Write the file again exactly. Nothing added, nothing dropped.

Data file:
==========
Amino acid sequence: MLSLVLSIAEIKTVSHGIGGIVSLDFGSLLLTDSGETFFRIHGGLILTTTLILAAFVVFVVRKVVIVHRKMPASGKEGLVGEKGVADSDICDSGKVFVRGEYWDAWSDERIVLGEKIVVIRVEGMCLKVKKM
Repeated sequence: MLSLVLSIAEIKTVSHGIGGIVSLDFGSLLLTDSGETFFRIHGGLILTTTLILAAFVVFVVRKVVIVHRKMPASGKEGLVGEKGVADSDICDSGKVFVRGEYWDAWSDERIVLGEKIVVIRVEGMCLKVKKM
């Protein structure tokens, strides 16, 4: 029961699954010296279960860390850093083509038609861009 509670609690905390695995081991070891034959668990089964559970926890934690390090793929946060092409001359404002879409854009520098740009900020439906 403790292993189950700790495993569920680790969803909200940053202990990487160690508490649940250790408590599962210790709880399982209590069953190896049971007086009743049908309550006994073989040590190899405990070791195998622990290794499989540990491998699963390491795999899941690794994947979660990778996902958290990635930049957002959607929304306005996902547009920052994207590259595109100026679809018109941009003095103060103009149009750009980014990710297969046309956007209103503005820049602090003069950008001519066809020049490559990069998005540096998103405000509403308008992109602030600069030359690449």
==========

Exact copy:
Amino acid sequence: MLSLVLSIAEIKTVSHGIGGIVSLDFGSLLLTDSGETFFRIHGGLILTTTLILAAFVVFVVRKVVIVHRKMPASGKEGLVGEKGVADSDICDSGKVFVRGEYWDAWSDERIVLGEKIVVIRVEGMCLKVKKM
Repeated sequence: MLSLVLSIAEIKTVSHGIGGIVSLDFGSLLLTDSGETFFRIHGGLILTTTLILAAFVVFVVRKVVIVHRKMPASGKEGLVGEKGVADSDICDSGKVFVRGEYWDAWSDERIVLGEKIVVIRVEGMCLKVKKM
């Protein structure tokens, strides 16, 4: 029961699954010296279960860390850093083509038609861009 509670609690905390695995081991070891034959668990089964559970926890934690390090793929946060092409001359404002879409854009520098740009900020439906 403790292993189950700790495993569920680790969803909200940053202990990487160690508490649940250790408590599962210790709880399982209590069953190896049971007086009743049908309550006994073989040590190899405990070791195998622990290794499989540990491998699963390491795999899941690794994947979660990778996902958290990635930049957002959607929304306005996902547009920052994207590259595109100026679809018109941009003095103060103009149009750009980014990710297969046309956007209103503005820049602090003069950008001519066809020049490559990069998005540096998103405000509403308008992109602030600069030359690449």